13. marcorony

    marcorony Member

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    Windows 2000 Server allows you to create a System State backup (found in accesories --> system tools --> backup IIRC) which allows you to backup the DNS, DHCP, Active Directory etc etc. This can be saved to a usb drive (bkf file) and then restored after a fresh install of the OS using the same utility. This will save you the lengthy (and unkown in this case) server setup. Now this will not save any networked data or user profile information, you will need to consolidate any folders that are required and save them across to a removable device.

    The above is only intended as a fallback option should your system not come online again. I still recommend using dd or ghost or any other type of copy/cloning utility for a concise disk image. Its been a while since I have done this and so I would want to hear if others in this forum agree or not.... /hand to ear

    One thing I will recommend though is to DOCUMENT EVERYTHING. If something does go wrong it is much easier to go back on logs and retrace steps. I worked in the defence industry where documenting every step is a religion and it has definitely helped when trying to fault find.
     
  14. elvis

    elvis Old school old fool

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    If a power outage is all it takes to kill them, I pray that they aren't in the Sydney CBD. :)

    On topic, I'd be P2Ving these guys ASAP. Live CD + dd over SSH. I've written examples of how to do this a couple of times before in similarly themed threads.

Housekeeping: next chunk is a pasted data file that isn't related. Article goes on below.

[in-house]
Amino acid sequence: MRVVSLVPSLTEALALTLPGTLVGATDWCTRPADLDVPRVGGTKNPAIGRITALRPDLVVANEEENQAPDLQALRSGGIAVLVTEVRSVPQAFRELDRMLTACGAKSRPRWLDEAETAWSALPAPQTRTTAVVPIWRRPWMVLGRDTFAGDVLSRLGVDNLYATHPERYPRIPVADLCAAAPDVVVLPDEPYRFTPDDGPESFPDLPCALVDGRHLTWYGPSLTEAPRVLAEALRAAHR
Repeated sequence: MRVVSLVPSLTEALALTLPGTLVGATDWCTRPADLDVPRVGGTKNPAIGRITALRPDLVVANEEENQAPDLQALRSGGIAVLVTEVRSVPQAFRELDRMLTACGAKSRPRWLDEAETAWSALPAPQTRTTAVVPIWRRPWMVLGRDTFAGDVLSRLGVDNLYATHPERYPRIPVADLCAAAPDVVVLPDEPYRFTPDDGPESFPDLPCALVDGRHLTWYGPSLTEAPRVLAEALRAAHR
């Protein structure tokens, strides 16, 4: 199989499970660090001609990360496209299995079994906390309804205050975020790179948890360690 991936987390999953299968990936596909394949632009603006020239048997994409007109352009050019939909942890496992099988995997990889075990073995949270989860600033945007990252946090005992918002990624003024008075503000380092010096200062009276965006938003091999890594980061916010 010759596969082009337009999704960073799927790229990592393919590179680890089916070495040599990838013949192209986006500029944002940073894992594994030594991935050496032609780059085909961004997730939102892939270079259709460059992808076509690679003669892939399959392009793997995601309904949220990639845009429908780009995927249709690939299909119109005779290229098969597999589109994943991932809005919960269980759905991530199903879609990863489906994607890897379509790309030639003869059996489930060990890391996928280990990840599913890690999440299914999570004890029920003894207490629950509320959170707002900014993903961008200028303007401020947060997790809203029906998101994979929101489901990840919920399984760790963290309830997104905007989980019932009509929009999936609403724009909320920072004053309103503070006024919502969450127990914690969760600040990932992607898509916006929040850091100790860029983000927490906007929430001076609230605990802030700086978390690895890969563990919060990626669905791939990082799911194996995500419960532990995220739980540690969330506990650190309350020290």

Last edited: Apr 29, 2009
  15. oli

    oli Member

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    The servers might not have USB2!

    :lol:
     
  16. NIP007

    NIP007 Member

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    How about 3.5" floppy?..... "We don't have 3.5" floppies lying around!" :lol:
     
  17. Phool

    Phool Member

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    VMware server under centos 5.2 allowed us to virtualise a p3 server running SBS 2003 easily and reliably.

    +1 for vmware server and vmware converter
     
  18. elvis

    elvis Old school old fool

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    You didn't like any of the various free virtualisation systems supplied with CentOS 5.2?
     
  19. Phool

    Phool Member

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    The IT thing is not core for me and I have only so much time to try stuff. I went the perceived path of least resistance to get the outcome I needed with as little "hardware not supported" dramas. Id tried Xen ages ago and got into issues with disks (my lack of knowledge). I need a gui and low complexity. if i had time id pursue some of your suggestions from many other threads.

    way down my i want to try this list if i have time are proxmox and ovirt for fun. ultimate nirvahna for my tiny small business would be dual servers with failover and an openfiler sas array with bonded nics and replication to an offsite location automatically. We would only need to run 2-4 virtual machines (15 users max). I want complete hardware independence and failure tolerance.
     
  20. AusKWiKsAnD

    AusKWiKsAnD Member

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    Vmware Server is "free"???